I had several errands to run, including picking up the decorations for a bridal shower I was to decorate for Friday evening. As I set out Friday morning, the decorations were the least of my worries. I had already scouted the store and picked out the items I wanted. All I had to do was purchase them. In addition, I had to find the tablecloths, but that was no big deal . . . or so I thought. I had no idea that finding round, plastic, white tablecloths was like finding a needle in a haystack. I went from store to store. Most only sold rectangular ones, but those that did sell the round ones sold them for three times the price and didn't have enough to meet my needs. In a panic, I called the lady who usually decorates for our church functions. "Where do you find round tablecloths?" I asked her. She referred me to a place and told me she was out running errands herself and had to go right by there. She offered to pick them up for me and drop them off at the church on her way home. Grateful for her assistance, I hung up the phone and muttered, "Finally!" A few minutes later, she called back to inform me that the store was out of white tablecloths. I felt like screaming!
And so the day went. I couldn't find what I needed. Nothing I wanted was on sale. I couldn't find a decent parking space to save my life. Straw. Straw. Straw. By the end of the day Friday, my camel was looking very weary! The funny thing is that I must have had fifty people during the course of the day say, "Hi, how are you doing?" Did they really want to know, or were they just being nice? Either way, I figured they didn't need to hear my poor, pitiful tale. Besides, I didn't think I could get through it time and time again. So, I gave my usual reply. "Fine." Now before you accuse me of being a liar, allow me to explain. When I said "Fine", others naturally assumed I meant that all was going well, but that's not at all what I meant. In her book, "From Clutter to Clarity," Nancy Twigg gives an excellent definition of "fine."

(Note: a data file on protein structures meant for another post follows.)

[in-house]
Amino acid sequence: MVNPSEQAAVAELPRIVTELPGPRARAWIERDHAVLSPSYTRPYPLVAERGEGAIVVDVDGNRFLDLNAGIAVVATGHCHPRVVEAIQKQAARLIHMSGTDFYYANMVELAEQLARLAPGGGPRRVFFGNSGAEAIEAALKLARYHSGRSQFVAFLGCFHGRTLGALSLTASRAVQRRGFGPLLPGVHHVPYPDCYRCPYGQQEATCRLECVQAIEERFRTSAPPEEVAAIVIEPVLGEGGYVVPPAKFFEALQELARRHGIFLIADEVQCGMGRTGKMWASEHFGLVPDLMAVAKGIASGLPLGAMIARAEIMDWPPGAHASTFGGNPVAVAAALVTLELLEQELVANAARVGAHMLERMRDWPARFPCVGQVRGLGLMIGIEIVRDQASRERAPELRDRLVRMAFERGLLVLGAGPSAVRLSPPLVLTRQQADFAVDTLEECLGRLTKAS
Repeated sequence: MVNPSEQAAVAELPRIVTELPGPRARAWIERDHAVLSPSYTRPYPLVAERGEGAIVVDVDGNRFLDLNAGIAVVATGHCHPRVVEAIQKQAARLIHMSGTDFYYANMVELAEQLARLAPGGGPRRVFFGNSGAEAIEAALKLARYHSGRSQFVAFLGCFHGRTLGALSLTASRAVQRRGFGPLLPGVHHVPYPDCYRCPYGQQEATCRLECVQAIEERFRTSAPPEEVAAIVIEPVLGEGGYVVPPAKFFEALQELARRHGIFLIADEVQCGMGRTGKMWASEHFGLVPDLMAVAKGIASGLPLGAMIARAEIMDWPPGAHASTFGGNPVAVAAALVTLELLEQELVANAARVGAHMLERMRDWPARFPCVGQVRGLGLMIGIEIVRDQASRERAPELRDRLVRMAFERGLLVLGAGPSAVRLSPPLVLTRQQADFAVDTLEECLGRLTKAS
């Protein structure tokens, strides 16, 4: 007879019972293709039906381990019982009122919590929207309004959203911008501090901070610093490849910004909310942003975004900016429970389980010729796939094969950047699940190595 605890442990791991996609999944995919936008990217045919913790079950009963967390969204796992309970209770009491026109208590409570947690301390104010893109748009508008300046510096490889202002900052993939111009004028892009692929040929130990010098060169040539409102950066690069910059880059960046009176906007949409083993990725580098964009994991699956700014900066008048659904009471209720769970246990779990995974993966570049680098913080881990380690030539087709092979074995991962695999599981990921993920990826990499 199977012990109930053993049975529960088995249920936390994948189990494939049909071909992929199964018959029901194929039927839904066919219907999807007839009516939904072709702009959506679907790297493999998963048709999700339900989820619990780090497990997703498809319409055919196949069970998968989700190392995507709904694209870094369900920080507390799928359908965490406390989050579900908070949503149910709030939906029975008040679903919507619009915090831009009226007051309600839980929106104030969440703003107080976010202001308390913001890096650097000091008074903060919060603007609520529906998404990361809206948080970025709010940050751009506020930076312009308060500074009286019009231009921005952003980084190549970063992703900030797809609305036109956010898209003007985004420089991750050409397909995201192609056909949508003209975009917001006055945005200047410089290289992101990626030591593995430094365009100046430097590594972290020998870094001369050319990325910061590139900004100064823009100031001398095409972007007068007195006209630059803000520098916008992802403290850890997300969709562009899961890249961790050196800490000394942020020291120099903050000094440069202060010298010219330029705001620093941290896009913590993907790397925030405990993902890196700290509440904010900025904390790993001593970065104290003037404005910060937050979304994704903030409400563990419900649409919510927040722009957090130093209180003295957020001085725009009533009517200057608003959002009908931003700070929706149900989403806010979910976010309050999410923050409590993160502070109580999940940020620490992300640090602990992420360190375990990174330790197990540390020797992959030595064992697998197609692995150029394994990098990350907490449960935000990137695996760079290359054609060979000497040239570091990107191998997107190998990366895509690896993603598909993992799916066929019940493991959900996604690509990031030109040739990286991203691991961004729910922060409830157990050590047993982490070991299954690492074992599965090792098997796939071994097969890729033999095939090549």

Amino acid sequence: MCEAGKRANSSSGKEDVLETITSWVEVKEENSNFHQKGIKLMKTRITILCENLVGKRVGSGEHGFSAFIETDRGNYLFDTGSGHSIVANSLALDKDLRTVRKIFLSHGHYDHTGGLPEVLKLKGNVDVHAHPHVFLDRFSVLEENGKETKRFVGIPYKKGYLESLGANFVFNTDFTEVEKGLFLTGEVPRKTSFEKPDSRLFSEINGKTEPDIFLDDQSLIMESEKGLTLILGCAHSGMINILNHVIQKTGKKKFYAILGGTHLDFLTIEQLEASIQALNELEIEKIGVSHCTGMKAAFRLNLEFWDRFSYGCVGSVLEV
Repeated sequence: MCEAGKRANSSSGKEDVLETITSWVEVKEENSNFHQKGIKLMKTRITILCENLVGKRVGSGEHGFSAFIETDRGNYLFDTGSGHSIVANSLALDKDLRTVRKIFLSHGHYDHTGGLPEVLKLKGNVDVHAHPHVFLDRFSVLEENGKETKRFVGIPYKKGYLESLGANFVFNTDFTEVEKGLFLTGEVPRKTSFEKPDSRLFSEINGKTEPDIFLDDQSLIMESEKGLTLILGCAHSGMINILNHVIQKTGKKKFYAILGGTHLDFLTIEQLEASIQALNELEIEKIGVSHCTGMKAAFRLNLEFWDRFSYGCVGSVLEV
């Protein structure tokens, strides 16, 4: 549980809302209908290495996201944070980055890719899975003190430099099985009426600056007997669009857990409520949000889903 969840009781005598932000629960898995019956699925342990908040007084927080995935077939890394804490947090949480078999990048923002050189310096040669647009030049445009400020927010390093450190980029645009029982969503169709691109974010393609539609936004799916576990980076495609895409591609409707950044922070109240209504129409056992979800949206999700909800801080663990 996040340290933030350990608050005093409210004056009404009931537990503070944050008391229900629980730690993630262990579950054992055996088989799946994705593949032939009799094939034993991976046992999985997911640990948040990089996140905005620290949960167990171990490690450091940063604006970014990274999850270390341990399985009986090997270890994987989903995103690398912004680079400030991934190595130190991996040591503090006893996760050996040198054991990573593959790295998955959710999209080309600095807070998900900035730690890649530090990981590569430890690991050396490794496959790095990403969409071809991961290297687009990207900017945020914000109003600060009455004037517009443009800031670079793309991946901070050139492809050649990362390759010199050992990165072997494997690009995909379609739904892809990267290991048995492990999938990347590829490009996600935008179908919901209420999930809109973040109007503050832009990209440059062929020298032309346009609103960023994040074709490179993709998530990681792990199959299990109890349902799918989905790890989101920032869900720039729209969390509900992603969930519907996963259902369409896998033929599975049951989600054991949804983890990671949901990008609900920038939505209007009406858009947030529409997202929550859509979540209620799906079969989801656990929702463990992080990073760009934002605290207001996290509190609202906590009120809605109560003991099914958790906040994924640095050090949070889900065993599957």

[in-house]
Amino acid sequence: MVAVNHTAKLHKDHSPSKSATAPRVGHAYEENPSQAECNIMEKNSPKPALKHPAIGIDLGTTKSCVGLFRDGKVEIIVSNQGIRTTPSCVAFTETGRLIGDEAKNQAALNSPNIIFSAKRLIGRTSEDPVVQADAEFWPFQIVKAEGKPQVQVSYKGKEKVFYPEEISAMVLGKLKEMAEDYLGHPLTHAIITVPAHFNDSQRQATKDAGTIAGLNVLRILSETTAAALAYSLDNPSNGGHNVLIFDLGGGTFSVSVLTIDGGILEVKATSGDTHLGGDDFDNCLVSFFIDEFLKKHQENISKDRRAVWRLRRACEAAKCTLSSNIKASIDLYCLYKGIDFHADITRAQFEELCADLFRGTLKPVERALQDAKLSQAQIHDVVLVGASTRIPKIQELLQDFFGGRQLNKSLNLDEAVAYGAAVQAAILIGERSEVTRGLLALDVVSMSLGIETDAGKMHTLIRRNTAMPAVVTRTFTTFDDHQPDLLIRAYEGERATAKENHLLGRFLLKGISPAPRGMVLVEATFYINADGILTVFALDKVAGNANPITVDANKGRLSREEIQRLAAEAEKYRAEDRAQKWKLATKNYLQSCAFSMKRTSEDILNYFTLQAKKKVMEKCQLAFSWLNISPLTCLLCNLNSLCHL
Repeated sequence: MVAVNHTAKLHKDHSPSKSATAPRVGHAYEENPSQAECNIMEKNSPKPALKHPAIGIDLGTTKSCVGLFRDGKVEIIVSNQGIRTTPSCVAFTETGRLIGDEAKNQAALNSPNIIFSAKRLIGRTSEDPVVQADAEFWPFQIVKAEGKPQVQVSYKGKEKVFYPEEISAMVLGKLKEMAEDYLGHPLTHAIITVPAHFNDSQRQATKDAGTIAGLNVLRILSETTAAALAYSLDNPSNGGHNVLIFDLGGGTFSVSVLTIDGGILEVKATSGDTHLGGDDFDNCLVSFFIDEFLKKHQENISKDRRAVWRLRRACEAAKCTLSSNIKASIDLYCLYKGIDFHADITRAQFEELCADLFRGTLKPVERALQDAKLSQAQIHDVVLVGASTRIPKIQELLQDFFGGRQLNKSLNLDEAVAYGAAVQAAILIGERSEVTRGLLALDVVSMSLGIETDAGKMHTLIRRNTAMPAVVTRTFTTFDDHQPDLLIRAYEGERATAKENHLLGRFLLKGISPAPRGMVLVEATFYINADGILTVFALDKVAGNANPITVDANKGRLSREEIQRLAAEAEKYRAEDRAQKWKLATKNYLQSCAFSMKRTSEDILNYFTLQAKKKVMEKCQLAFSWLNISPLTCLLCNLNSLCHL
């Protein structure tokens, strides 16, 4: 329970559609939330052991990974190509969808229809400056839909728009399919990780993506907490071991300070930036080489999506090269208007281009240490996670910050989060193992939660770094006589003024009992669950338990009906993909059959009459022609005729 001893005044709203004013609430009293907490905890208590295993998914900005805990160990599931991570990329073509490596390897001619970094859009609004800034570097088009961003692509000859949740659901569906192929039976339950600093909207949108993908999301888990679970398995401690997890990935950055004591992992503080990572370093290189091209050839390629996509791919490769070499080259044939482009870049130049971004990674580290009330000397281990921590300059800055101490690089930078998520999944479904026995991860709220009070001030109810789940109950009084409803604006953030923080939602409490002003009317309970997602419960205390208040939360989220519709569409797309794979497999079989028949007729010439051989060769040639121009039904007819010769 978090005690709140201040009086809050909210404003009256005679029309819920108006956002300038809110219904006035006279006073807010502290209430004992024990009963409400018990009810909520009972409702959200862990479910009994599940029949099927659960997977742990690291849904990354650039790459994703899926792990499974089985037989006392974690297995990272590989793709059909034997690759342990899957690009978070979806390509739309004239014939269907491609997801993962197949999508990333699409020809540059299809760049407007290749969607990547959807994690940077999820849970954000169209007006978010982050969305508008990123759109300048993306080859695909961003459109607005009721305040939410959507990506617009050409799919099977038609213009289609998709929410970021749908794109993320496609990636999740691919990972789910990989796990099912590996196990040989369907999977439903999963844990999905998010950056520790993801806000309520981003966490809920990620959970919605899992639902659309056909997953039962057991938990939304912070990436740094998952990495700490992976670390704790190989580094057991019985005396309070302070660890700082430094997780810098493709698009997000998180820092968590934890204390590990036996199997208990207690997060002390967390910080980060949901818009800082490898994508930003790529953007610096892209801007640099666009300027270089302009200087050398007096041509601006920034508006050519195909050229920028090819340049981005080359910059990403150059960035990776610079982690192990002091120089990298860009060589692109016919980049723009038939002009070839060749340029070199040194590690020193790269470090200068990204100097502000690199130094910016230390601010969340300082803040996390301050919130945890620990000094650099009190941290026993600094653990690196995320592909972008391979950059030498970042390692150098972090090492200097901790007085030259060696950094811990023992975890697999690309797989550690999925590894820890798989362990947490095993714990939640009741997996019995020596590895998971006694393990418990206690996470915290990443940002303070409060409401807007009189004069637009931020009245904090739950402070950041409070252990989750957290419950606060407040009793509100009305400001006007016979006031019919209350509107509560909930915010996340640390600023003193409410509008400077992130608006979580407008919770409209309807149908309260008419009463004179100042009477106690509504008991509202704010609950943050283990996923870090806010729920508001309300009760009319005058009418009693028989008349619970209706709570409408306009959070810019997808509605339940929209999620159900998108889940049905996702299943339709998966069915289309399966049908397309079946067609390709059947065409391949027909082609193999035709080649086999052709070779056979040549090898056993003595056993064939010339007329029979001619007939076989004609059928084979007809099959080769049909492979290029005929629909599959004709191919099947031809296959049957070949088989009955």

When people say "fine," what they really mean is that they are Frustrated, Irritated, Neurotic, and Exhausted. Look around. . .We may not be neurotic, but many of us are running on fumes. Every day, we are stretched taught like a rubber band waiting to snap. Demands from our spouses, children, employers, friends, neighbors, and church--there never seems to be enough of ourselves to go around. In trying to please everyone, we end up depleted and depressed, overtaxed and overwhelmed.
So, time after time on Friday, I smiled my secret smile and said, "I'm fine," and I knew exactly what I meant. By Saturday, however, my attitude had caught up with me. I found myself suffering from the first migraine I've had in months, maybe even years. My head pounded. My stomach flip-flopped. My entire body felt like it was made of trembling jelly. I was too sick to enjoy the bridal shower I had decorated for, too sick to spend any time my my husband on his only day off , and too sick to rebuke myself for having such a lousy attitude.
My purpose in sharing this post with you today is to remind you of a powerful lesson. Not only it is wrong to have a bad attitude, but it's also painful. Bad attitudes create stress. Stress wreaks havoc on the body. You know the verse, "A merry heart doeth good like a medicine"? Well, the opposite is true, as well. An angry heart doeth bad like a sickness. I don't know about you, but I suffer from enough health problems as it is. I don't wish to add any extra. So I need to watch my attitude.
Are you feeling fine today, or are you feeling F.I.N.E.? Be careful. I can assure you, you could feel much worse. I know I did!
Oh, one final word of advice. If you need round, plastic, white tablecloths for an event, be sure to leave yourself plenty of time to find them. You'll be glad you did!
Keep thy heart with all diligence; for out of it are the issues of life. - Proverbs 4:23